Nicolette Chiem“I did the Fall semester in Mumbai program with an internship component. India is one of the most impacted places in the world where care isn’t as available or efficient so I really wanted to help out in some way. Every single person in the program got an internship in some field and we all learned about the developmental goals for the country. For the first month we studied economics and development at St Xavier’s College, with a professor from UC Merced.

I worked at an NGO called DESIRE Society, they help take in children who have been abandoned or orphaned due to HIV. I worked with their health and psychology projects. The center I was in had 31 kids, and only two of them spoke English. We only had one very short 2 hour class to learn the language over there and it only covered the basics. Mostly for me, it was hard since the psychology portion requires me to do case studies on the children. That required me to talk to them about their lives and see what they remember, but the researchers weren't readily available to translate so it was difficult at times. 

I had to get used to the pollution and the larger density of people. There is a lot of times where you don't have any elbow room when you’re walking on the street. You also have to be careful where you eat, and you can’t drink any of the tap water. I lived at the YWCA hostel with all the other UC students. We liked to go to as many festivals as we could, the biggest one that happened while we were over there was the Diwali festival. There was also Ganesh’s birthday, and they have a tradition of sinking idols of him in the ocean. There’s one giant one that gets pulled into the ocean, and then people can also sink their own personal ones. They’re all made out of clay and they don't dissolve easily, so when I was walking around on the beach, I would see very decayed Ganesh idols popping out of the sand.

The food over there is really good, everything has so much flavor. You think everything is made in different ways but then you found out that its mostly masala and butter. It’s still really good, and when you travel around India, you can tell how their culture affects the different style of food. I visited Delhi, Alleppey, Hampi, and Goa.

I would say the hardest part of studying in India was the cultural difference. It’s really hard to be a woman visiting India, you face a lot more harassment. Regardless, because it was so crowded at any time, I rarely felt un-safe. Transportation is also completely different, trains get really crowded and people push and pull each other off to get on. They are also really respectful to foreigners and visitors though, most people will help you out and tell you how to get places. My co-workers were really friendly and introduced us to people and invited us to their homes for dinner. I was treated more like a guest than as just another employee at their office. The caste system was noticeable in every work place. It feels like theres a more clear hierarchy over there. When looking at records of the kids, it shows what caste they belong to also, and then it becomes even more noticeable in the smaller villages.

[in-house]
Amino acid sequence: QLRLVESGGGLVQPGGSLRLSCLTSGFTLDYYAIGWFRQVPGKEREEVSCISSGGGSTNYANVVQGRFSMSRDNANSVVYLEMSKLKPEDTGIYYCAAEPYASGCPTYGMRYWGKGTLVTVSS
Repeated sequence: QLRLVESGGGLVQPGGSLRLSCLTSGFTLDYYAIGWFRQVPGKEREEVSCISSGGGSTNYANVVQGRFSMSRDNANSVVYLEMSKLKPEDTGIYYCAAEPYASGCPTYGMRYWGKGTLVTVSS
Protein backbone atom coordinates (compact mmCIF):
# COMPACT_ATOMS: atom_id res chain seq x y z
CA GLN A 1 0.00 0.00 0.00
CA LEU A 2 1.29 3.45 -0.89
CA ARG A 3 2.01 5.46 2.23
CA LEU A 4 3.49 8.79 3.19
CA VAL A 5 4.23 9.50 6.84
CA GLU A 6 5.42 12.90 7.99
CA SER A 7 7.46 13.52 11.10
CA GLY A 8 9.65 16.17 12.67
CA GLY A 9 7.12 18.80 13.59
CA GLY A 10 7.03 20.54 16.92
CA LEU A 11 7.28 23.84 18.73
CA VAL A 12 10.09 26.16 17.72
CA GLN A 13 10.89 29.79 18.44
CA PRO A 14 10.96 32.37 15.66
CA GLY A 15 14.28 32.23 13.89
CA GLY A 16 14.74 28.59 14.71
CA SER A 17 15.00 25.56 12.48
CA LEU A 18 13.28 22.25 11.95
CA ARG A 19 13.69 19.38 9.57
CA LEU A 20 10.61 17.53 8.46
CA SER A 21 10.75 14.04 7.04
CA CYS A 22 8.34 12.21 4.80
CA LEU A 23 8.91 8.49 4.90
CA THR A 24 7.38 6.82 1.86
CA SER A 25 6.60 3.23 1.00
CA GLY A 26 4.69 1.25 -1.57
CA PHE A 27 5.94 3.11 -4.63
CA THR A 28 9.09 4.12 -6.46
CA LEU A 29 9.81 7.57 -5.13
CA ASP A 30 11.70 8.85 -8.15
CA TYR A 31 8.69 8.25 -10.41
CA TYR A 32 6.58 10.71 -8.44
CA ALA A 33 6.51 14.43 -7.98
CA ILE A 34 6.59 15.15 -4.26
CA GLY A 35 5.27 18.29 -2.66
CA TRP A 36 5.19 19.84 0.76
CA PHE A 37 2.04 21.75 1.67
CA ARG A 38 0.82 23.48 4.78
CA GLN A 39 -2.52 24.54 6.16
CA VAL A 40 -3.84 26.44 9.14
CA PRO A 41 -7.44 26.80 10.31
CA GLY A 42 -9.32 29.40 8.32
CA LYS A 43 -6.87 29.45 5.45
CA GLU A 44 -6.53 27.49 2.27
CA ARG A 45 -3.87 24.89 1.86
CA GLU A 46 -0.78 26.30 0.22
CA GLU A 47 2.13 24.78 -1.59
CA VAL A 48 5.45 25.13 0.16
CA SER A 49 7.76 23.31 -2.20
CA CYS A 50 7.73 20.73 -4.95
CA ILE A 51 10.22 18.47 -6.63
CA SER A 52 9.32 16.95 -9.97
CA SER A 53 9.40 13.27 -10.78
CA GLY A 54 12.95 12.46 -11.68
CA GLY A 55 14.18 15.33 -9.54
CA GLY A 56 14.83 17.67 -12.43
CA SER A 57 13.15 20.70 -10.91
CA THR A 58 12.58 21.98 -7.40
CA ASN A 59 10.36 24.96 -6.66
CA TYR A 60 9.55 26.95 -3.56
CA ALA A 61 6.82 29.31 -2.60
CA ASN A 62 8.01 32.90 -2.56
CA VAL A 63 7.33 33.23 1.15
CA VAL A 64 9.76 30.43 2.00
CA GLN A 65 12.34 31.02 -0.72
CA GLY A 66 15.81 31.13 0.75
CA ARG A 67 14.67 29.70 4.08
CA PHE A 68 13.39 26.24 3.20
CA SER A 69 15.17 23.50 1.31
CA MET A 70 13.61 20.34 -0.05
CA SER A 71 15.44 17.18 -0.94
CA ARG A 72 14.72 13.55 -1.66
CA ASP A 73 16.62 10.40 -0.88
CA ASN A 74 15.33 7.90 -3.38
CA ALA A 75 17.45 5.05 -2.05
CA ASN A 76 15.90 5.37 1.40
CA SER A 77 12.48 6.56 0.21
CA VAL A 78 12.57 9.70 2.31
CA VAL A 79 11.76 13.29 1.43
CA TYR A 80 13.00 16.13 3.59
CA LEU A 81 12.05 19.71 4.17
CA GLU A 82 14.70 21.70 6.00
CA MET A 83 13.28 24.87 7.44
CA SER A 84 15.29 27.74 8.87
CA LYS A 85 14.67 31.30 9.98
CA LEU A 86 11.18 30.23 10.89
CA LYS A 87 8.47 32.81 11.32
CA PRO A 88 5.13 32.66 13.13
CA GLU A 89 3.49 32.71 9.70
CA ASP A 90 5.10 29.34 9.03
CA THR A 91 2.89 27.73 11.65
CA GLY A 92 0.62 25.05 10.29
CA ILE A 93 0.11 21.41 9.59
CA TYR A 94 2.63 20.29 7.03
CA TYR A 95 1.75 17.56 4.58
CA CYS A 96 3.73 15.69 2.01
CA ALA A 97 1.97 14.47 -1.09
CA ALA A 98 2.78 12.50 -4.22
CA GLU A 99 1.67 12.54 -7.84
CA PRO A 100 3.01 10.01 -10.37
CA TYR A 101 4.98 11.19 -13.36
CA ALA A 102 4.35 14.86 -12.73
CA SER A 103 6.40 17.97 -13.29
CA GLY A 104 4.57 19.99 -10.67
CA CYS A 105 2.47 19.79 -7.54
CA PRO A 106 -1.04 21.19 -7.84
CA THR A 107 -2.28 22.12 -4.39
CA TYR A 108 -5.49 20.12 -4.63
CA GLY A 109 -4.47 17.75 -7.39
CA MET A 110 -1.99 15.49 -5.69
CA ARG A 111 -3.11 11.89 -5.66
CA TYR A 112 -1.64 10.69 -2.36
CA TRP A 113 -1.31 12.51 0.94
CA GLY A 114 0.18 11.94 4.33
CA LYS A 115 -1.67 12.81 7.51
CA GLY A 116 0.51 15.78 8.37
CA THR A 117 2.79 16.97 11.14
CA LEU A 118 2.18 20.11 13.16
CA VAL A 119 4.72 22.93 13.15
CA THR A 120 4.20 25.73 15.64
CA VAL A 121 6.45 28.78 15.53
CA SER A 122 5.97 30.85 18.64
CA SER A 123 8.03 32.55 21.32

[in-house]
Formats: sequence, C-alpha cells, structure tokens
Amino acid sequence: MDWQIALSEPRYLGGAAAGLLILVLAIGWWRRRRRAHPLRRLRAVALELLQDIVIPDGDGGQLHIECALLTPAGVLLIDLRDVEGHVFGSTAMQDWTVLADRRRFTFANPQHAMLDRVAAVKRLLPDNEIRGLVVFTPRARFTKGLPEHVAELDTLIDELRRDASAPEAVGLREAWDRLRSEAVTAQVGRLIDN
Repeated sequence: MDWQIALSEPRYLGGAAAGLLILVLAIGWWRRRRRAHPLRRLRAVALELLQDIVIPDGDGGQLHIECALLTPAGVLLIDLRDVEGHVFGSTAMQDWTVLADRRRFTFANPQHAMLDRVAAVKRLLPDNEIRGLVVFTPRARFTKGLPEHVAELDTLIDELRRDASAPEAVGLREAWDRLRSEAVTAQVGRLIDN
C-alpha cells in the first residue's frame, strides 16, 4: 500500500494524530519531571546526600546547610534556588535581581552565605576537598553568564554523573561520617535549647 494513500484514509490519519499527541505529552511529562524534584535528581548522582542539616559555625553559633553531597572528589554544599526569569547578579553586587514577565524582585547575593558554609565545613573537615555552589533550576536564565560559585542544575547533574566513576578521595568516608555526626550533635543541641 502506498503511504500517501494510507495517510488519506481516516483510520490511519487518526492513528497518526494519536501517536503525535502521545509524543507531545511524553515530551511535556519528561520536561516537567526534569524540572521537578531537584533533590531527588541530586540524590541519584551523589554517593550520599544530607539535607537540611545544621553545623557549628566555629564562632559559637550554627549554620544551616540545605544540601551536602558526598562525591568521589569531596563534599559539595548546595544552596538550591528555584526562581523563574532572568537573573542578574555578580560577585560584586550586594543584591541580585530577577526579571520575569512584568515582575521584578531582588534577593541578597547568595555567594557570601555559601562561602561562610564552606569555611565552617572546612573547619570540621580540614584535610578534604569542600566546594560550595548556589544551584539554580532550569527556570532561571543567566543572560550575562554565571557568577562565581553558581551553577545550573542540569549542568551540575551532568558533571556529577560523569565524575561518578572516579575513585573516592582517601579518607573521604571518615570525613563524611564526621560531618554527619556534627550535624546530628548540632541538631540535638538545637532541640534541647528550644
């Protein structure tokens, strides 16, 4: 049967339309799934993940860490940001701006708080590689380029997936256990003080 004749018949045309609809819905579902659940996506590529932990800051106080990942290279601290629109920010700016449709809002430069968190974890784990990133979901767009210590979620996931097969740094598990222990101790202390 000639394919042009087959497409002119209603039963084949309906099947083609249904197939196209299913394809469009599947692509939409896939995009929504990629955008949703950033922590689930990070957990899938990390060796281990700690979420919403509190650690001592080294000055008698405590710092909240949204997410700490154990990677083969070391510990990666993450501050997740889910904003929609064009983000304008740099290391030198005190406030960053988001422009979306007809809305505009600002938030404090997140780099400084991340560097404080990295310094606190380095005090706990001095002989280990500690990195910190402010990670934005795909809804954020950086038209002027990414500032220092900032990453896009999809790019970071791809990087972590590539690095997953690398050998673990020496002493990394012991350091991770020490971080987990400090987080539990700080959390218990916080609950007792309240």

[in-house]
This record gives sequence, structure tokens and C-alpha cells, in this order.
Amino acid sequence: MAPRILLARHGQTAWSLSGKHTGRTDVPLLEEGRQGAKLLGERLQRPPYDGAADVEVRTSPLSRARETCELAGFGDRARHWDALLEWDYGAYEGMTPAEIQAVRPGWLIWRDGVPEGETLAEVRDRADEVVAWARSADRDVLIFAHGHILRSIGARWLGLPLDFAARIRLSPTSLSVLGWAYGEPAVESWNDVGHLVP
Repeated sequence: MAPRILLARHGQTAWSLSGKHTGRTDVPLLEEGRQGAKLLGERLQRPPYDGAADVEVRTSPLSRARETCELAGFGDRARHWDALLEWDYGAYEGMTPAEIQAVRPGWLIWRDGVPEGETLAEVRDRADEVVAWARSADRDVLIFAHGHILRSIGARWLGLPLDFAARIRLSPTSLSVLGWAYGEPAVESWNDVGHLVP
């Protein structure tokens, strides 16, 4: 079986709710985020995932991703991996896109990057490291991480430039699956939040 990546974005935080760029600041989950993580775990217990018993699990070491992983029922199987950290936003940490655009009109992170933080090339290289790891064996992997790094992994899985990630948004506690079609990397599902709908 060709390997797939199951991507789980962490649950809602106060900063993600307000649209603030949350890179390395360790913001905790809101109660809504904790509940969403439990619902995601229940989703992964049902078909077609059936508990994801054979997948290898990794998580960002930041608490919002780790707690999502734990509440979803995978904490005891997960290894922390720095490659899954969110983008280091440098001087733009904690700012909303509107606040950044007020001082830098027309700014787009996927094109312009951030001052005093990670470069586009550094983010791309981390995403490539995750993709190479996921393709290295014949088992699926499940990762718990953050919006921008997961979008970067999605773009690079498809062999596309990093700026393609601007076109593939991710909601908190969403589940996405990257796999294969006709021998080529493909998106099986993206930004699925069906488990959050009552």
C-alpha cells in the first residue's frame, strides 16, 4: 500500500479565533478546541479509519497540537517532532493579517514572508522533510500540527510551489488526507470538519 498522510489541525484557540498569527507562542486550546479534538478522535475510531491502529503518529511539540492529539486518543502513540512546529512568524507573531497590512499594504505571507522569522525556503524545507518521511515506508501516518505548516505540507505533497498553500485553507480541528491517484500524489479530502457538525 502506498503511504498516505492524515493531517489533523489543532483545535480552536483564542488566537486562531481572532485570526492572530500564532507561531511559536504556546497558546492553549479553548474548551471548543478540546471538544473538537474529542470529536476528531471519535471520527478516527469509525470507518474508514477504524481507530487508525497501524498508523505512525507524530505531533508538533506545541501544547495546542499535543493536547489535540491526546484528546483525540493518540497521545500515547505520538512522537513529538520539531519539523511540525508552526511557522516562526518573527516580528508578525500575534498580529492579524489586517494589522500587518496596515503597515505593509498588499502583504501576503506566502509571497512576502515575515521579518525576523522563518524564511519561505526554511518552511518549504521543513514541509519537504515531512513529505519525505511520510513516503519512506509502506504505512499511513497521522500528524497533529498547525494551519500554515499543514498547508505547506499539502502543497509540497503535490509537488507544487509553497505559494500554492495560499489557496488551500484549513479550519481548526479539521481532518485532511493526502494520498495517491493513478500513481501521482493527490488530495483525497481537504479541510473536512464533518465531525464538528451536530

A trip to India alone can be really mentally and emotionally exhausting. It’s completely different from the US, even in the most poorest inner city areas. You kind of have to be emotionally strong, or anti-fragile, because you'll see a lot and your heartstrings will get pulled. You’ll want to help but you also have to have common sense about how to deal with certain situations because there are people who will try to scam you. My group and I came to a consensus that being part of this program allowed us to experience India, do some work for the community, and also have people to lean on when it got rough. I think anybody traveling there should try to go with somebody at least, because if you ever fall down or do something wrong, there'll be someone there to catch you.

What I took away the most from my experience is that compassion is not something you can learn from a text book. You have to go out and see that there are bad things everywhere, and ask yourself if you’re willing to help instead of just saying someone should do something about it. It’s also important to empathize or sympathize with people or there will just be this disconnect when trying to help or get to know people. Be more willing to get out of your comfort zone and learn these things, or else you’re just gonna be stuck in a little bubble.”